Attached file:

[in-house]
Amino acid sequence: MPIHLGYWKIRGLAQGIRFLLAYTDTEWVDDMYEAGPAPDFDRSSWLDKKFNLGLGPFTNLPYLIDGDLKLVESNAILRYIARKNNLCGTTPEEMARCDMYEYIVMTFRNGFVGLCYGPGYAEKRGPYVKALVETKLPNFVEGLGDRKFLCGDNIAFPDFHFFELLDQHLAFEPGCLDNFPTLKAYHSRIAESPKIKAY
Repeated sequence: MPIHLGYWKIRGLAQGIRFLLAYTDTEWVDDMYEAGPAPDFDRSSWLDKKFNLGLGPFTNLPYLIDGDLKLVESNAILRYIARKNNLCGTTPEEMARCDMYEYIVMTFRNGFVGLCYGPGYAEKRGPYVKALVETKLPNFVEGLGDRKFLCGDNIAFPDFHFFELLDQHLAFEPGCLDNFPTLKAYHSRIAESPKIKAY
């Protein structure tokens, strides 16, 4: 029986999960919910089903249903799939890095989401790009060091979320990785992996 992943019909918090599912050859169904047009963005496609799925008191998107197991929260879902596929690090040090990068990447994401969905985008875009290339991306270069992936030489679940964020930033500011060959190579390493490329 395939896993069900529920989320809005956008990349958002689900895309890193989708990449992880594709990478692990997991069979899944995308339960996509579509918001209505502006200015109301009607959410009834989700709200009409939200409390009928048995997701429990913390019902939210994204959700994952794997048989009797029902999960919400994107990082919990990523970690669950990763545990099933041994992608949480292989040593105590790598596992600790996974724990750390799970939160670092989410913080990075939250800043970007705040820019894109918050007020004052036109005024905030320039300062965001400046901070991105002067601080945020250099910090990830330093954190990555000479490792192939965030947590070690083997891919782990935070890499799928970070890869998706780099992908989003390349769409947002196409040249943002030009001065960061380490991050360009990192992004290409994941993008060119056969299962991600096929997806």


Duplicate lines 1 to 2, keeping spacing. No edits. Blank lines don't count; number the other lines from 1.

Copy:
[in-house]
Amino acid sequence: MPIHLGYWKIRGLAQGIRFLLAYTDTEWVDDMYEAGPAPDFDRSSWLDKKFNLGLGPFTNLPYLIDGDLKLVESNAILRYIARKNNLCGTTPEEMARCDMYEYIVMTFRNGFVGLCYGPGYAEKRGPYVKALVETKLPNFVEGLGDRKFLCGDNIAFPDFHFFELLDQHLAFEPGCLDNFPTLKAYHSRIAESPKIKAY